case. These plaintiffs, therefore, will not be permitted to
participate in an individual relief phase, should the parties
reach such a phase. They will, however, be able to proceed as
part of the pattern or practice case, offering anecdotal
evidence. With that condition in mind, the Court denies
Mitsubishi's motion for summary judgment on the statute of
limitations question presented under § 707.
(b) The § 706 Case
If the pattern or practice case is allowed to proceed, as this
Court has determined it should, and this Court's analysis of the
§ 707 limitations issue is correct, then any statutory bar to the
§ 706 claims is irrelevant, since these claims will come in under
§ 707. However, in the event that we have erred, a § 706 analysis
is in order.
The Commissioner's § 706 case is based, for purposes of the
statute of limitations question, on three individual charges of
discrimination: (1) the Terry Paz charge filed on November 13,
1992, alleging a pattern or practice of hostile environment
sexual harassment; (2) the Brenda Schillaci charge, filed on July
19, 1993, alleging the same; and (3) the Lena Rector charge,
filed on November 16, 1993, alleging the same.*fn21 According to the
EEOC, these three charges would extend the 300-day limitations
period to January 18, 1992; September 22, 1992; and January 20,
1993, respectively. In other words, for purposes of the § 706
cases, no individual claims that predate January 18, 1992, would
be entitled to relief. The parties appear to agree that a January
18, 1992, time bar would eliminate fifteen women. See Mits. Ex.
NN to Aff. of Paul Betts. See also EEOC Resp. at 47, n. 39.
However, there is no need to eliminate these women from the
proceedings now, since this Court's pattern or practice rulings
keep them in the lawsuit. Unless these rulings are reversed, all
289 plaintiffs remain in this lawsuit for purposes of the pattern
or practice case, and all but the plaintiffs who have already
filed individual claims in federal court in another case, will
proceed to the individual relief stage, if the pattern or
practice case is successful.
Mitsubishi's second procedural challenge is based on the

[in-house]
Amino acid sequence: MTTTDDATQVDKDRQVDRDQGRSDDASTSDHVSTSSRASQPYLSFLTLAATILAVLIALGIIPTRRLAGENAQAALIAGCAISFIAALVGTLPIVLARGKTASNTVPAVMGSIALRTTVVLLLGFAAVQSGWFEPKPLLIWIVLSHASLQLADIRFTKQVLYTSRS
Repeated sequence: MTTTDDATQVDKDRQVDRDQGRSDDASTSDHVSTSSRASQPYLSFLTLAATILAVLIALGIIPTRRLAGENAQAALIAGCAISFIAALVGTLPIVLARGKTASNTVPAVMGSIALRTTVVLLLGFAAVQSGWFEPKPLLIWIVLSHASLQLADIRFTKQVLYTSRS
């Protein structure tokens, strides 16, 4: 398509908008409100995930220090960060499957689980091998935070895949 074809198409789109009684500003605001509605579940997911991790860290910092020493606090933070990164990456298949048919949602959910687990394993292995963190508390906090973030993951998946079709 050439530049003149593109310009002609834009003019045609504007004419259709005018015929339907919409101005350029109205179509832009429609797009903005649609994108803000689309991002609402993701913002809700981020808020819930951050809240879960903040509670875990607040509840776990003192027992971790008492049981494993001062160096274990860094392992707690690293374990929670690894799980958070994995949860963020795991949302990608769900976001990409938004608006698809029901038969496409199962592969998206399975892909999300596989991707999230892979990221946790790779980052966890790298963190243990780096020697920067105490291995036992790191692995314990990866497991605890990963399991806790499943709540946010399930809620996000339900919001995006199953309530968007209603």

equitable doctrine of laches. Mitsubishi argues that laches bars
the EEOC's action on behalf of some or all of the claimants based
on the following facts: (1) the Paz charge was not investigated
for 19 months; (2) the Commissioner's charge was based on fewer
than a dozen interviews; (3) the Commissioner's charge did not
provide Mitsubishi with notice regarding specific incidents of
sexual harassment; (4) the EEOC never informed Mitsubishi of any
incident of alleged harassment based on the 91 interviews taken
after the Commissioner filed his charge; (5) the EEOC's
Determination Letter offered no factual support for its findings
and did not provide Mitsubishi with notice regarding specific
complaints; and (6) the EEOC's Complaint was filed 3 1/2 years
after the Paz charge. Based on these facts, Mitsubishi argues
that it has been "severely prejudiced" because it has been
precluded from taking remedial action at the earliest possible
date and its damage exposure has been increased as a result.
These arguments are meritless. First, there is some basis for
questioning whether the laches defense is even available as a
complete bar to an action filed by the EEOC to enforce Title VII.
See E.E.O.C. v. Great Atlantic & Pacific Tea Co., 735 F.2d 69, 80
(3rd Cir. 1984) (because the EEOC is a government agency,
application of laches defense is problematical). Without deciding
that particular question, this Court finds that even if the
laches defense is available, the standards governing application
of the defense have not been met here.
In Great A & P, the Third Circuit summarized the controlling
principles of law to apply in considering a laches defense
against the EEOC in a Title VII case:
[A]ssum[ing,] arguendo, without deciding, that laches
may in some cases bar an EEOC action rather than
simply counsel a modification of the remedy[,] . . .
[t]he elements of the equitable defense of laches are
(1) lack of diligence by the party against whom the
defense is asserted, and
(2) prejudice to the party asserting the defense.
These elements are conjunctive, and since laches is a
defense, the burden of establishing both is on the
defendant. If a statutory limitations period that
would bar legal relief has expired, then the
defendant in an action for equitable relief enjoys
the benefit of a presumption of inexcusable delay and
prejudice. In that case, the burden shifts to the
plaintiff to justify its delay and negate prejudice.
No statute of limitations applies to an EEOC Title
VII action. Thus, the burden remains on [the
defendant] to establish both elements of the defense.
On summary judgment, the movant's affidavits must
establish a prima facie defense of laches.
Id. at 80-81 (citing Occidental Life Ins. Co. v. E.E.O.C.,
432 U.S. 355, 97 S.Ct. 2447, 53 L.Ed.2d 402 (1977)).